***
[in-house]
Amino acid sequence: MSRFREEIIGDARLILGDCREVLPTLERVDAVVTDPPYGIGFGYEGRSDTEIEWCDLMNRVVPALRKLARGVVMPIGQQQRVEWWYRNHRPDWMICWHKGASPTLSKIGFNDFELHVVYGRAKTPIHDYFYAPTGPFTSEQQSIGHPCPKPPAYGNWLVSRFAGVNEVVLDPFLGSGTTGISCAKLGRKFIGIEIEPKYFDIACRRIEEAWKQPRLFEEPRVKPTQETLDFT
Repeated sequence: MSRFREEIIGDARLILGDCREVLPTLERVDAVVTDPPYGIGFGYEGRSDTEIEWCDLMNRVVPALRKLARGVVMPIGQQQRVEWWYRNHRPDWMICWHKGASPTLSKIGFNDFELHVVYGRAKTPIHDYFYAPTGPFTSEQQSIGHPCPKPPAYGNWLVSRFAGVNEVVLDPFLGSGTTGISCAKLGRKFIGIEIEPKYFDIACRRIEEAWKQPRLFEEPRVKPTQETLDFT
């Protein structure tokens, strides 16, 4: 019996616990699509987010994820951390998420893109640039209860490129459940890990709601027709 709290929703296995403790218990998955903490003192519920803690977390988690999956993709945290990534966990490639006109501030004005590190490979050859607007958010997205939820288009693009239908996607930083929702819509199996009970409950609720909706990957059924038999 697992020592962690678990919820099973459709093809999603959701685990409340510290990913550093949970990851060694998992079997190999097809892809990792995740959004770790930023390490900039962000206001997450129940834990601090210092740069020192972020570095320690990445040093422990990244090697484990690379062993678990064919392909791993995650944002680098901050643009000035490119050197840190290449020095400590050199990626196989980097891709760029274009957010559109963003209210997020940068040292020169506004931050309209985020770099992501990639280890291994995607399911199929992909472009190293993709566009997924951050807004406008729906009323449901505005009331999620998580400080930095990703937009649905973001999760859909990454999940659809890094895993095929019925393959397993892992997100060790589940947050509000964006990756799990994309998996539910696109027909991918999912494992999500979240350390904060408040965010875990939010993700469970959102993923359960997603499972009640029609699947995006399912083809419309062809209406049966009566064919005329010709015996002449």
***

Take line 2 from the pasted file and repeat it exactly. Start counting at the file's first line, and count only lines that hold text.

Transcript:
Amino acid sequence: MSRFREEIIGDARLILGDCREVLPTLERVDAVVTDPPYGIGFGYEGRSDTEIEWCDLMNRVVPALRKLARGVVMPIGQQQRVEWWYRNHRPDWMICWHKGASPTLSKIGFNDFELHVVYGRAKTPIHDYFYAPTGPFTSEQQSIGHPCPKPPAYGNWLVSRFAGVNEVVLDPFLGSGTTGISCAKLGRKFIGIEIEPKYFDIACRRIEEAWKQPRLFEEPRVKPTQETLDFT